Four great governmental principles that guided the reign of the judges are identified in this charter: (1) The concept that law, not force, authority, or personality, rules in society; (2) the procedure that law will be determined by the voice of the people, supporting and preserving their free agency; (3) the recognition that correct principles of law are given to man by God through the prophets; and (4) a commitment to the necessity for a spiritual foundation of that law in society.
The judges’ devotion to the rule of law in society shows in the decisive action they took in cases of deliberate rebellion. When Nehor practiced priestcraft and then murdered the old warrior Gideon, he was tried and executed quickly, for as Alma said in pronouncing the death sentence, “This people must abide by the law.” (Alma 1:14.) When Pahoran was appointed to fill the vacancy in the judgment seat created by the death of his father Nephihah in 67 B.C., the “oath and sacred ordinance” he took upon himself included the charge “to bring the wicked to justice according to their crime.” (Alma 50:39.) He had that oath tested by kingmen desiring to reestablish a monarchy among the Nephites. Alma had faced the same challenge from Amlici in his first years as chief judge; twice in his fifteen-year reign Pahoran imposed legal sanctions against monarchists. (Alma 2:1–13; Alma 51:1–7; Alma 62:7–11.) And when the Gadianton chief Giddianhi tried to win Lachoneus over to another form of monarchy with subtle bribery, threats, and a web of half-truths, that great judge rallied his people swiftly to preserve the rule of law in their democracy. (See 3 Ne. 3:1–17.)
But criminals and revolutionaries were not the only Nephites to feel the judges’ commitment to this principle. The judges’ judicial actions were characterized by the strictest adherence to principles of equity and justice. The record says of Nephihah, who served as chief judge for sixteen years, that he died “having filled the judgment-seat with perfect uprightness before God.” (Alma 50:37.) And the scriptural eulogies of Helaman II, his son Nephi, and Lachoneus all stress “justice and equity” as the dominant themes of their righteous administrations. (Hel. 3:20, 37; 3 Ne. 6:4.) In stark contrast to the infamous lawless lawyers who scourged the Nephites with their litigious greed and professorial priestcraft (Alma 10:14–15; 3 Ne. 6:19–30), the judges believed in the law, lived by the law, and wielded it as a powerful weapon to preserve social righteousness and civic morality in their society. (See 3 Ne. 6.)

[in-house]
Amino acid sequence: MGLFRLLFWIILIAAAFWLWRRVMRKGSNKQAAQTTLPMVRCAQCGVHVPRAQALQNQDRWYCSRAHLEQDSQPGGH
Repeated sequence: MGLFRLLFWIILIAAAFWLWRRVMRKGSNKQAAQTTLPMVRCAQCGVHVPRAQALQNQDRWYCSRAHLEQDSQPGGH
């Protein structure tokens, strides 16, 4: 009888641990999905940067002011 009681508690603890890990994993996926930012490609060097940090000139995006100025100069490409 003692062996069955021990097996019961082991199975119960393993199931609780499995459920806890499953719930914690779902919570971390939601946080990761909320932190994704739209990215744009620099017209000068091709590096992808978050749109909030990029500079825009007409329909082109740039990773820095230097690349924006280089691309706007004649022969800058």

The Nephite judges with equal loyalty supported the second principle in the charter: that of free agency in political life, preserving the right of the people to determine their own laws. Despite great pressure during national emergencies, with monarchists and secret combinations within and hostile Lamanite armies without, they resisted and rejected a double temptation: to become tyrants themselves and to abdicate their stewardships to ensure their personal security. But the risk involved did not prevent the judges from serving: the judgeship cost the six judges mentioned earlier their lives; a seventh was saved only because Helaman II’s loyal servant thwarted Kishkumen’s assassination attempt. (Hel. 2:2–9.)
Probably the greatest and most agonizing test for the chief judges came when they had to let the people decide issues where their own free agency was at stake. When Amlici campaigned to become king, Alma let the matter come to a vote; the voice of the people rejected Amlici, and it was only for his refusal to abide by that decision that he was punished. (Alma 2:5–7, 31.) Pahoran likewise allowed the monarchists their day in the court of public opinion; only when the king-men began a rebellion against the people’s will did he move against them. (See Alma 51.)
This confidence in the ability of the people to govern themselves reveals a refreshing governmental humility in the Nephite judges. They trusted the people, and realized that their own stewardship was that of a servant and not of a master. They recognized the limits of their own rights and responsibilities as well as those of the people they governed. We see this quality in Nephihah’s humble refusal to accept the guardianship of the sacred records when Alma offered them to him. (Alma 50:38.) It is even more apparent in the relationship between Nephihah’s son Pahoran and the charismatic captain Moroni. Who today can fail to be aroused by Moroni’s stinging rebuke to Pahoran in Alma 60, and at the same time not marvel at the prudent patience with which the chief judge replied in Alma 61?